Jump to ContentJump to Main Navigation
European Jewry in the Age of Mercantilism, 1550-1750$
Users without a subscription are not able to see the full content.

Jonathan I. Israel

Print publication date: 1997

Print ISBN-13: 9781874774426

Published to Liverpool Scholarship Online: February 2021

DOI: 10.3828/liverpool/9781874774426.001.0001

Show Summary Details
Page of

PRINTED FROM LIVERPOOL SCHOLARSHIP ONLINE (www.liverpool.universitypressscholarship.com). (c) Copyright Liverpool University Press, 2021. All Rights Reserved. An individual user may print out a PDF of a single chapter of a monograph in LSO for personal use.date: 18 September 2021

The High Point (IV): Spiritual Crisis (1650–1713)

The High Point (IV): Spiritual Crisis (1650–1713)

Chapter:
(p.170) IX The High Point (IV): Spiritual Crisis (1650–1713)
Source:
European Jewry in the Age of Mercantilism, 1550-1750
Author(s):

Jonathan Israel

Publisher:
Liverpool University Press
DOI:10.3828/liverpool/9781874774426.003.0010

This chapter explores how, during the latter half of the seventeenth century, the Jewish world was shaken spiritually more profoundly than at any time since the expulsions of the late fifteenth century. A mounting turmoil of inner pressures erupted in the 1650s and 1660s in a drama which was to convulse world Jewry for decades. Moreover, although this Jewish upheaval had some separate and independent roots, unconnected with the current intellectual preoccupations of Christian Europe, it took place during, and shared some causes with, the deepening crisis besetting seventeenth-century European culture as a whole. Inevitably, the ferment within the Synagogue interacted on the wider upheaval within European devotion and thought, the one chain of encounters pervading the other in a remarkable process of cultural transformation. Ultimately, the upheaval is perhaps best understood as a cultural reaction to the immense disruptions and migrations of the previous two centuries and the many unresolved contradictions the vast treks, first to the East and then to the West, had given rise to. It may be true that the reintegration of Jews was more economic than cultural, yet the rifts and disintegrative tendencies within western Christendom had placed the age-old confrontation of Christianity and Judaism on a totally new basis. The chapter then looks at the Shabbatean movement, Spinozism, philosemitism, and anti-Semitism.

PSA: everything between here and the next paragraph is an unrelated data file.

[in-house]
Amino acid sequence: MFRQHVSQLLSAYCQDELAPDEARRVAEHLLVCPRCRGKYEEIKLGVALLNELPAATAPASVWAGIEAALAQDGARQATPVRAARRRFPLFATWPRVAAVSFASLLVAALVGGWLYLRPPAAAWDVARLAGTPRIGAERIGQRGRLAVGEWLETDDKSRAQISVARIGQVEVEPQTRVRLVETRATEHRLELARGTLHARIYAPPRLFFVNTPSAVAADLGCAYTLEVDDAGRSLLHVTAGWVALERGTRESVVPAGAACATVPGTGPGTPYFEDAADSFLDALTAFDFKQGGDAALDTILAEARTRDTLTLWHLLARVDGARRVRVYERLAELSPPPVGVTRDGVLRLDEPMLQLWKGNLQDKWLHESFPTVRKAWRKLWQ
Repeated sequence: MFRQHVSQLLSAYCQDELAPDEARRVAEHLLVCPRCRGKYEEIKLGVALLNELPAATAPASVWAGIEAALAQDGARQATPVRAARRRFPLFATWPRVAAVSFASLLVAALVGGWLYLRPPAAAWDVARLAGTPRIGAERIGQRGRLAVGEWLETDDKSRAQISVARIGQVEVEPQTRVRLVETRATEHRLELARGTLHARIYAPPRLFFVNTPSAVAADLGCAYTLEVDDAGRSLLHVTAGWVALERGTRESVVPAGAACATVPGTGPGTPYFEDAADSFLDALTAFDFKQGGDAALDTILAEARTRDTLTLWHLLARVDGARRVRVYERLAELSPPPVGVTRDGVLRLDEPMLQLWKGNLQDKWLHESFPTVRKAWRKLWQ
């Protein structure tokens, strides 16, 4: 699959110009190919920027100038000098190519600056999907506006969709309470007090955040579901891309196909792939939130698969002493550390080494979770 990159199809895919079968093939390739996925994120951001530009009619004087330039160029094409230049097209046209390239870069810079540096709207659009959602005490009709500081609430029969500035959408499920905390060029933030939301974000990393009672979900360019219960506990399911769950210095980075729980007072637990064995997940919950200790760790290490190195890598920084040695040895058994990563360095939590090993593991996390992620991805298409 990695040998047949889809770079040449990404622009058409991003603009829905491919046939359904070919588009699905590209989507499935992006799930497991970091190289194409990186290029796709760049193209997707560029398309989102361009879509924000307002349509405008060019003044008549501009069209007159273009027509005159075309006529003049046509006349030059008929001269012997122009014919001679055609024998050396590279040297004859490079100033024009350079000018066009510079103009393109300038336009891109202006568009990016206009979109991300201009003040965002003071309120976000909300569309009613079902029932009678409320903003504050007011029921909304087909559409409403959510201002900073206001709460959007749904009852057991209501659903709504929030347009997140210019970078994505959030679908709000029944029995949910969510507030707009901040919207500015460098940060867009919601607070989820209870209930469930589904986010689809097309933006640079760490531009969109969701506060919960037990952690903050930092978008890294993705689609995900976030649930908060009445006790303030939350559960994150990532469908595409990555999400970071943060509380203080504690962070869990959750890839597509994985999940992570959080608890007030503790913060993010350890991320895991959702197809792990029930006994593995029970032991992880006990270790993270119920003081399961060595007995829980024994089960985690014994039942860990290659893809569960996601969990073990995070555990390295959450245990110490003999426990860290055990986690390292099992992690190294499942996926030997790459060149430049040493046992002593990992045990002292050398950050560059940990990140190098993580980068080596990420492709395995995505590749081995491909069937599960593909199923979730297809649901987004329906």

Keywords:   European Jewry, Jewish upheaval, European culture, Synagogue, Christianity, Judaism, Shabbatean movement, Spinozism, philosemitism, anti-Semitism

Liverpool Scholarship Online requires a subscription or purchase to access the full text of books within the service. Public users can however freely search the site and view the abstracts and keywords for each book and chapter.

Please, subscribe or login to access full text content.

If you think you should have access to this title, please contact your librarian.

To troubleshoot, please check our FAQs, and if you can't find the answer there, please contact us.